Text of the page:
Spinach and beet green are high in oxalates that limit the absorption of calcium. Foods such as these increase the risk of Metabolic Bone Disease and many other problems. It is advised to avoid these types of foods all together just to be safe.
Avocados and rhubarb are toxic and should not be a part of your bearded dragon diet.
It is also advised not to feed lettuce to your bearded dragon because it lacks any real nutritional value. Lettuce contains a high proportion of water, feeding it to bearded dragon can cause different problems such as diarrhea.
You can feed your bearded dragon tomatoes only once every six months. Tomatoes are acidic and can create problems for the digestive system.
Beardies get most of their water from the foods they eat. However, you still need to make sure your lizard has access to fresh drinking water. It’s best to put the water in a very shallow bowl in the enclosure. This will help keep him from tipping it over.
Bearded Dragon Diet in Different Stages of their Lives
There are many reasons why some bearded dragon owners do not provide a consistent and healthy bearded dragon diet. These reasons range from an inability to locate or afford some types of plant matter to an unwillingness to handle live prey, to a lack of understanding regarding what a bearded dragon’s diet should consist of at any given stage of development.
This is especially evident with new dragon owners who decide to purchase hatchlings. During this stage of development, bearded dragons have very specific dietary needs.
The diet of a bearded dragon hatchling should consist of mainly meat in the form of small insects. Those whose bearded dragon diet does not consist of primarily meat will suffer from stunted growth, malnutrition, and possibly even death from starvation.
There have also been reports of these baby beardies resorting to cannibalism by nipping off the tails of other babies housed with them.
In addition to understanding what your bearded dragon needs to eat, you should also understand how they should be fed, how much they should be fed, and how often they should be fed.
Underfeeding your bearded dragon can have deadly consequences but overfeeding them can be just as dangerous. Even the size of the prey, fruit, and plant matter in your bearded dragon diet is an important consideration.
The following general guidelines are your first steps to understanding what your bearded dragon diet should consist of at the various stages of development:
Hatchlings: 0-2 months. The hatchling bearded dragon diet should consist of appropriately sized crickets 2-3 times daily. Also, introduce hatchlings to a variety of chopped up greens.
Juveniles: 2-4 months. The juvenile bearded dragon diet should consist of crickets twice a day. They should also be fed a variety of different greens and fruits.
Subadult: 4-18 months. The sub-adult bearded dragon diet should consist of crickets once or twice daily, however, greens should be given more often. You can also introduce other food like super worms, fruits, and commercial bearded dragon food in moderation.
Adult: 18 months +. The adult bearded dragon diet should consist of an offering of greens and crickets every day or every other day. Allow them to eat as many greens as they want. A small amount of fruits can also be offered.
In addition to their regular diet, commercial bearded dragon food can be used. Adult dragons may also enjoy the occasional (every 4-6 weeks) pinky mouse. For further details read our other post on how to feed baby bearded dragons.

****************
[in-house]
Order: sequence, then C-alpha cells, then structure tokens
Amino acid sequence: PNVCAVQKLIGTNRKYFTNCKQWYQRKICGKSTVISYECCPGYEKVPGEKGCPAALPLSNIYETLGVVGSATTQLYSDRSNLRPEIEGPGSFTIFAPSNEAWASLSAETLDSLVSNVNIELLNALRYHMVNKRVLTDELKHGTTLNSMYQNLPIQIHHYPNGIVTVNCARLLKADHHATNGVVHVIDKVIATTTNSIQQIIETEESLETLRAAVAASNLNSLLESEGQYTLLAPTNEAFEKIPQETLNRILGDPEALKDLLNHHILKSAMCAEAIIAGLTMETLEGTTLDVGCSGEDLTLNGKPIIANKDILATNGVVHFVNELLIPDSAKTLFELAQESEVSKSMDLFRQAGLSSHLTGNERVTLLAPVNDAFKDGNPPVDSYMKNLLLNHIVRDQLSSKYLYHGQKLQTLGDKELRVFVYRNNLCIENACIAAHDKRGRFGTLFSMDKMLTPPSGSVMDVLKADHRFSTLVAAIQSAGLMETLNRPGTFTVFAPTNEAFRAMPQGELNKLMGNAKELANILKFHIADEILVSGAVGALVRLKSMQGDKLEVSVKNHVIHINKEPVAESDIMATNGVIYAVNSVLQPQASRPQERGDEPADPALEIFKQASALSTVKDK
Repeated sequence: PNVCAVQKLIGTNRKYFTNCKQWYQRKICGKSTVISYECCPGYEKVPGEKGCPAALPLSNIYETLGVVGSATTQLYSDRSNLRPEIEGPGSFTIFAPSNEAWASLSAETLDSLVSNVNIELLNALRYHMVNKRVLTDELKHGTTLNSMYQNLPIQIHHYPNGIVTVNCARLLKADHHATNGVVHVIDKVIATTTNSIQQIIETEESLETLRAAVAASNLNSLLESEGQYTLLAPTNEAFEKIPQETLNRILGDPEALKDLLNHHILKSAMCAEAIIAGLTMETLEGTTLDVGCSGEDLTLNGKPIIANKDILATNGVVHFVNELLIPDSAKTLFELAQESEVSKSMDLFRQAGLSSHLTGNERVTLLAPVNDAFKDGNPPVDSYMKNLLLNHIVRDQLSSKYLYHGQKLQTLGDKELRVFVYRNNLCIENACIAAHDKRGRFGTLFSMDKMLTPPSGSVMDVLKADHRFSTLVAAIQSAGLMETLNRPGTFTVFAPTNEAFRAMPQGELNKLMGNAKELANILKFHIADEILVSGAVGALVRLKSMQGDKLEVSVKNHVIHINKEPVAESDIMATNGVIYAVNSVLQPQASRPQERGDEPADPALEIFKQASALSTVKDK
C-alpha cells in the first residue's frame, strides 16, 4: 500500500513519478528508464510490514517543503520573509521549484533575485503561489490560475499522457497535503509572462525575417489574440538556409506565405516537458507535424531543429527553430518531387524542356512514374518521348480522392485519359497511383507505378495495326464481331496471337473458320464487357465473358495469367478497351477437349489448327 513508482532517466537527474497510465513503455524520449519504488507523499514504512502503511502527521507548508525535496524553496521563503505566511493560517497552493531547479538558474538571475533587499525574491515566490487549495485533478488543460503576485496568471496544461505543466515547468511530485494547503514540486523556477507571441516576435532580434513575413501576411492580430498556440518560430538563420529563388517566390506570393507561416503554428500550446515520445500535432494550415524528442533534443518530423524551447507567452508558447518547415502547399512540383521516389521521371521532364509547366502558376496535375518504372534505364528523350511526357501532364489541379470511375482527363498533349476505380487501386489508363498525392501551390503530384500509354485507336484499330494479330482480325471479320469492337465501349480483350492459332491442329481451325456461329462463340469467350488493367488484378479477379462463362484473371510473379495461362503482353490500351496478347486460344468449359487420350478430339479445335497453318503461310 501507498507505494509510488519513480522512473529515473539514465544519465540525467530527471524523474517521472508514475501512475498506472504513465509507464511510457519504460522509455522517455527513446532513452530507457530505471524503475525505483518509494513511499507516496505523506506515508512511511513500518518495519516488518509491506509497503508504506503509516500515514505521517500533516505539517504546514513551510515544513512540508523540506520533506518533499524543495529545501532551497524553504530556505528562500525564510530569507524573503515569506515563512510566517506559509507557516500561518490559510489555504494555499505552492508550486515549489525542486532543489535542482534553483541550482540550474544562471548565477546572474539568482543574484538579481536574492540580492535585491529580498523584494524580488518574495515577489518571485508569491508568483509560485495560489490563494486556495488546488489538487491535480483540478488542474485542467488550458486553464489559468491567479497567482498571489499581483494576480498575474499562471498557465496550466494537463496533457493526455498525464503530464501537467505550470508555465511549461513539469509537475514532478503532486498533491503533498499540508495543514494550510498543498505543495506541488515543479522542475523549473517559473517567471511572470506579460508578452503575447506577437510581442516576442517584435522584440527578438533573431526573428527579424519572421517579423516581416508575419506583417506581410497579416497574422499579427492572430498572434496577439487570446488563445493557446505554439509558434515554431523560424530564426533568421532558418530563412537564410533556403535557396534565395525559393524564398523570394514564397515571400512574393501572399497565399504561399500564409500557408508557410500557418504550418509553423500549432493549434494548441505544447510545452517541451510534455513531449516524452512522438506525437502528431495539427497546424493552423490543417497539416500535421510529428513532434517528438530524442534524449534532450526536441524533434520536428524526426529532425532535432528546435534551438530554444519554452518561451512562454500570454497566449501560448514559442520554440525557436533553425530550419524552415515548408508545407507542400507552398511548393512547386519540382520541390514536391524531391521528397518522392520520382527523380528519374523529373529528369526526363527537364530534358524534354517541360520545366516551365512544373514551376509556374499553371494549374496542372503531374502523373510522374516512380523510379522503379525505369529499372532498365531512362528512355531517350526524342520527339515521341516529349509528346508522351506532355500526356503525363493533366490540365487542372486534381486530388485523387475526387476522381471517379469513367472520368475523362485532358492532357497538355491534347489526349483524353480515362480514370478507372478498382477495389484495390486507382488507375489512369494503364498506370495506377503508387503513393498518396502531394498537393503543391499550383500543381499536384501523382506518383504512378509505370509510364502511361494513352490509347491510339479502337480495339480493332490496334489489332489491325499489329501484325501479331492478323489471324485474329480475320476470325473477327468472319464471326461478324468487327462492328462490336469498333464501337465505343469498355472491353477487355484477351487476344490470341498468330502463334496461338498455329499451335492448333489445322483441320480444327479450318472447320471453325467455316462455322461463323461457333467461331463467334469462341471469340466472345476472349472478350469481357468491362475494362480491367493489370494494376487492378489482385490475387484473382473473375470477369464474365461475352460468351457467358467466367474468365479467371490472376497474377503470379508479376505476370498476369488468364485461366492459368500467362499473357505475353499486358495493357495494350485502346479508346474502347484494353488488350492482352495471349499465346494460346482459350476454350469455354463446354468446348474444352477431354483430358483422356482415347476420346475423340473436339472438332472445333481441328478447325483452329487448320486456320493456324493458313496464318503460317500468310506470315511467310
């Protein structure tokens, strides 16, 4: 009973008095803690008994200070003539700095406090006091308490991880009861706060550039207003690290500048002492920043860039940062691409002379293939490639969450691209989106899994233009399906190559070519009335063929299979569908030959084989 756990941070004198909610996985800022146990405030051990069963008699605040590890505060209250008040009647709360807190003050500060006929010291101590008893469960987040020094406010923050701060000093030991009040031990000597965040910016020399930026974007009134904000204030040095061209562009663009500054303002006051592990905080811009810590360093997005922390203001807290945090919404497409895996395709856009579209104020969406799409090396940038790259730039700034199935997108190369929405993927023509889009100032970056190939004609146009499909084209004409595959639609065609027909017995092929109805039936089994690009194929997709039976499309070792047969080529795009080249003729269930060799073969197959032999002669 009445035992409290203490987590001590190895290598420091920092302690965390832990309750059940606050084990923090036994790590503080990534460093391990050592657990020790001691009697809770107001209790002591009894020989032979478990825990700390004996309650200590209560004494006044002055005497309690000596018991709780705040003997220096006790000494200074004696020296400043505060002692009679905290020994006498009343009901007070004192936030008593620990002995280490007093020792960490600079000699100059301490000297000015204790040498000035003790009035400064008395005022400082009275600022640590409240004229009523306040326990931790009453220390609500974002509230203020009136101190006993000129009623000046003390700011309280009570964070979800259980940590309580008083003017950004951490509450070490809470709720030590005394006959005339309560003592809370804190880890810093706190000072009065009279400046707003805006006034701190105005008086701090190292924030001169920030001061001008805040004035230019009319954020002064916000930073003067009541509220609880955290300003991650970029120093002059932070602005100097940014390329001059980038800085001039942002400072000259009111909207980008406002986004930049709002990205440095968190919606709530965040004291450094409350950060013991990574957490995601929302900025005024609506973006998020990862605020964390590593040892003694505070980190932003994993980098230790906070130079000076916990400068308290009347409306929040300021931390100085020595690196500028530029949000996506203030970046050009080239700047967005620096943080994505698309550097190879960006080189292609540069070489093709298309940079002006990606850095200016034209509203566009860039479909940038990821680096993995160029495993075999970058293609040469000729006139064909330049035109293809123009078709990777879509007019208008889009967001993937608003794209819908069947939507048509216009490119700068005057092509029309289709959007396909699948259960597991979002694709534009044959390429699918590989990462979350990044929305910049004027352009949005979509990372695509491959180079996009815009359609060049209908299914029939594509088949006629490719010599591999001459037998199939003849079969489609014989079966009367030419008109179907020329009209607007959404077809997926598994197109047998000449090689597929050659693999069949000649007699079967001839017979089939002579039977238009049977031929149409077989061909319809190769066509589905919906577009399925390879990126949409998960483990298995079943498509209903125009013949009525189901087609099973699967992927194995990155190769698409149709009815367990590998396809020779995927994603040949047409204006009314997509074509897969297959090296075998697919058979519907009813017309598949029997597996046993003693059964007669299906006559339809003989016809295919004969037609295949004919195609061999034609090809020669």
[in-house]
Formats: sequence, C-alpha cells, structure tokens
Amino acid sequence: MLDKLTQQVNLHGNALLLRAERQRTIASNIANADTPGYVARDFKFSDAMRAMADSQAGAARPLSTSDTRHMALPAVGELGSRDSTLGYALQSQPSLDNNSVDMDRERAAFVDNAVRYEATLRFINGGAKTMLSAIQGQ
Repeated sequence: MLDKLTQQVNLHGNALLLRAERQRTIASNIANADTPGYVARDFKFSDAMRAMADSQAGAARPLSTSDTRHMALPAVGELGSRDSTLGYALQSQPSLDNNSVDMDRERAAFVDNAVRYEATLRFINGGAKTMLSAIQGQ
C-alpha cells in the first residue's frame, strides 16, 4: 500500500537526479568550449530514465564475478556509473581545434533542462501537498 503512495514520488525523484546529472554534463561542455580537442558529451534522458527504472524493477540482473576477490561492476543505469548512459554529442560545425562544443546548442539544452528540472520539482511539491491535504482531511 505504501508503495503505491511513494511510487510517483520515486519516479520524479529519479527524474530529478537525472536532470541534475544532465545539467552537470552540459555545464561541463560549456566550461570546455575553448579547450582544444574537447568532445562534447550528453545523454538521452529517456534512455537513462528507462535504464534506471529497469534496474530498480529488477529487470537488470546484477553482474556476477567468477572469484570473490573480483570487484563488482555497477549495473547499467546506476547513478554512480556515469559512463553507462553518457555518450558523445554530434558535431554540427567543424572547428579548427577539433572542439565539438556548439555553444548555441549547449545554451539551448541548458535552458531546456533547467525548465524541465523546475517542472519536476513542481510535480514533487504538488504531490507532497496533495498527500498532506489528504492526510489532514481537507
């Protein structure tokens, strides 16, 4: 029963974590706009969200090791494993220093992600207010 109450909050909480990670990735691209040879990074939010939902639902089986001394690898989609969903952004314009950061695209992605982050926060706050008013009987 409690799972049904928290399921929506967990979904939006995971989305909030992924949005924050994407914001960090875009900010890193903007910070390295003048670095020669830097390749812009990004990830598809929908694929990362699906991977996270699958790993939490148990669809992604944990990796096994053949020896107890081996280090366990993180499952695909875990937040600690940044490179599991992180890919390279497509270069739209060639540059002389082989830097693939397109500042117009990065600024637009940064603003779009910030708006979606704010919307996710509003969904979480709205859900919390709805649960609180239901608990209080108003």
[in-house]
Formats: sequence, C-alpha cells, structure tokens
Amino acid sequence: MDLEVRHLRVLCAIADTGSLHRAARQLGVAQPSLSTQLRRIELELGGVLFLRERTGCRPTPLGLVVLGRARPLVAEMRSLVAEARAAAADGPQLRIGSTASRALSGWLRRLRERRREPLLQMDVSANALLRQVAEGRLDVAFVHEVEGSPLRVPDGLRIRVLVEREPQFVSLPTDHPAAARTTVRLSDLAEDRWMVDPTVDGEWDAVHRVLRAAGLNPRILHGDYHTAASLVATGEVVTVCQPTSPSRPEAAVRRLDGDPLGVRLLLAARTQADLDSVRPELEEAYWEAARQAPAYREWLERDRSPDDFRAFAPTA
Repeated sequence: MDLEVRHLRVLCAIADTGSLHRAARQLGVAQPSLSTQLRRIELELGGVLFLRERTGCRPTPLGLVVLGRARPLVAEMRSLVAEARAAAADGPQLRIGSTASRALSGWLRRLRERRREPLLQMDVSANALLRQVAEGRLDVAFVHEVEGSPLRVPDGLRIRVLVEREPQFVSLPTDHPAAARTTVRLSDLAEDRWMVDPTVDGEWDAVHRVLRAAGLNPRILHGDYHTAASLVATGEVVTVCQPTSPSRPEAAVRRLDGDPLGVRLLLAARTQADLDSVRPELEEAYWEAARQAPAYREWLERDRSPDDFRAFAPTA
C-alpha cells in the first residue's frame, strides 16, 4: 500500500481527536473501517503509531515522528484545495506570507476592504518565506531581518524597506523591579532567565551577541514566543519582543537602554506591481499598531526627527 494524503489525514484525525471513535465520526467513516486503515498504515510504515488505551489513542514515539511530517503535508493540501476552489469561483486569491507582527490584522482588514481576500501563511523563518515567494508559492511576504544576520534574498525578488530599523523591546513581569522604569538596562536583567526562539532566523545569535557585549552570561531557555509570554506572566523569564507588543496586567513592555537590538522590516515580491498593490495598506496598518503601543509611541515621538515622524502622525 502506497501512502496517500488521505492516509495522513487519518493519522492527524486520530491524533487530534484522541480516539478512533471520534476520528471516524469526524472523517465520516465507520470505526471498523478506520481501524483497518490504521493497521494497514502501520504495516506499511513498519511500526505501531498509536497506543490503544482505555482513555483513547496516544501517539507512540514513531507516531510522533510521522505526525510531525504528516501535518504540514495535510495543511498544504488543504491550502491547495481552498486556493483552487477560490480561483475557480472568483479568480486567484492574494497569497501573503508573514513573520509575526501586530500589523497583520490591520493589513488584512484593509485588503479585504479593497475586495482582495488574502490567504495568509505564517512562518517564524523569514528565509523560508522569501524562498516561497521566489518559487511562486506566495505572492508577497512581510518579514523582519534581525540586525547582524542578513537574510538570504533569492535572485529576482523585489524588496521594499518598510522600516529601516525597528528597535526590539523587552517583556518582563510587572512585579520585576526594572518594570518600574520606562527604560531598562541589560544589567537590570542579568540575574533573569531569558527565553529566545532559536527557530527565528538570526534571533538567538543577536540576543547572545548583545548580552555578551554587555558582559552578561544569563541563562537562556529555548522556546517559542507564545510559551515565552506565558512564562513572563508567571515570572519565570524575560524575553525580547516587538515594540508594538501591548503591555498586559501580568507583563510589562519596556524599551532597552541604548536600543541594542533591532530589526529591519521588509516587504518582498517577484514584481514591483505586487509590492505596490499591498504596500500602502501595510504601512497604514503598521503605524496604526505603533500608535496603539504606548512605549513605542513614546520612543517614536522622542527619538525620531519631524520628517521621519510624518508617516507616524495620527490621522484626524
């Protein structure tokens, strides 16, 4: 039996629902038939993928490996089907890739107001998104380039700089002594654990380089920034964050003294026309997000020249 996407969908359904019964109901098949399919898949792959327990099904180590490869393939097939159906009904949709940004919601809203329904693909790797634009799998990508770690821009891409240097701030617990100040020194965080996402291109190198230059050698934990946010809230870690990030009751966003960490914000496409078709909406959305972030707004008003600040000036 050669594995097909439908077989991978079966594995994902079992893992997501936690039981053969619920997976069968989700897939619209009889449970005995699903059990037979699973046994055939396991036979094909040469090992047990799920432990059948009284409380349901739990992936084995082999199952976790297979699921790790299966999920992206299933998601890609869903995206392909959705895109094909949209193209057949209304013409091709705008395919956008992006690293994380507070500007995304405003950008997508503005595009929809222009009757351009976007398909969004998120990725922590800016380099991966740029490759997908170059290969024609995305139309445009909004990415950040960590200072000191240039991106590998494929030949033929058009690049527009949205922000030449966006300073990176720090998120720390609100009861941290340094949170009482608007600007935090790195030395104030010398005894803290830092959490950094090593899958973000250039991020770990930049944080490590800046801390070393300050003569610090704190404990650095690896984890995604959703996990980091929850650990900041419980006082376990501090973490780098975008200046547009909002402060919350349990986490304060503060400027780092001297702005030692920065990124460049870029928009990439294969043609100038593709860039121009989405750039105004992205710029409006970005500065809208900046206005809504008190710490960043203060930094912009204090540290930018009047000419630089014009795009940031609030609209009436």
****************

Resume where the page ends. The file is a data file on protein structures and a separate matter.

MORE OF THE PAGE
If your lizard has an adequate UVB bulb and you vary it’s diet and gut load the live food, you won’t need to supplement their diet too much with additional calcium and vitamins.
Instead get some dusting powder and dust a few insects every other feeding, alternating between calcium and a multivitamin. Younger Dragons will require more vitamins and minerals frequently to ensure that they develop good healthy bones.
Breeding/ egg-laying females should be supplemented daily to ensure good egg production and that they won’t lose any calcium from their bones during this time.
Bearded Dragon Feeding Tips
For new dragons, to get them used to you, try hand feeding – a locust will normally sit on your hand and await it’s impending demise and the Dragons normally are very gentle feeders.
To encourage exercise and enrichment of their captivity, I also let them roam the living room and chase after insects – Beardies can be astonishingly fast when they want to be. I also try to encourage some climbing and jumping as well when they are being fed – basically putting the locusts at different heights etc…
Also be careful that if you do feed them outside the vivarium/ terrarium, then there is nothing else around for them to try and eat, things such as long hair, crumbs, dirt etc…
Also you’ll find from this that your lizards then begin to more actively stalk their prey and nine times out of ten, they will always find out where you keep the insects and will spot the one cricket that got away – the Bearded Dragons eyesight is phenomenal.
If you feed in the enclosure they will always eat part of the substrate as they lunge for the food, but it’s never normally an issue unless you’re using Calci-sand.
To minimize the risk of impaction from eating too much of the substrate ensure there are plenty of branches, stones, plants, and pieces of bark for the insects to hide and sit on, rather than just sit on the vivarium floor.
After feeding, never leave leftover live food in the tank with them as it will stress them out, also for juveniles the insects can bite and cause infection, nipped tails etc…
How Often to Feed Your Bearded Dragon
It depends on the age, size and condition of the Pogona. For new born and young it should be around twice a day with a mixture of greens, insects and worms – but in small portions.
As they get older they can eat larger amounts but less frequently – I still feed daily for the interaction, for instance, the adults will eat around 6-8 large locusts daily and some vegetation – some days they don’t eat as much and the female that I have won’t stop eating when she has eggs, there seems to be no end to the amount she wants to eat. Typically though vegetation is offered every other day for adults.
Juveniles seem to much keener to eat leaves and vegetables than the adults – except the pregnant female who just eats anything.
If you look at the width of the Beardies tail it will give you an idea of the fat reserves it has – some can go for weeks without eating, also it will show you if you’re overfeeding or not.
You should also feed them at least a couple of hours before the lights go out as they will need time to metabolize their meal properly by sitting under the UVB and basking in the heat.
Below chart will give you a good idea of how often you should feed your bearded dragon.
- Kaplan, M. Dragons Down Under: Inland Bearded Dragons [On-line] http://www.anapsid.org/bearded.html. 2002
- Tosney, KW. Caring for an Australian Bearded Dragon. http://www.biology.lsa.umich.edu/research/labs/ktosney/file/BDcare.html
- Underwood, E. Inland Bearded Dragon: A Colorado Herpetological Society Care Sheet. The Cold Blooded News, Vol 24:3, March, 1997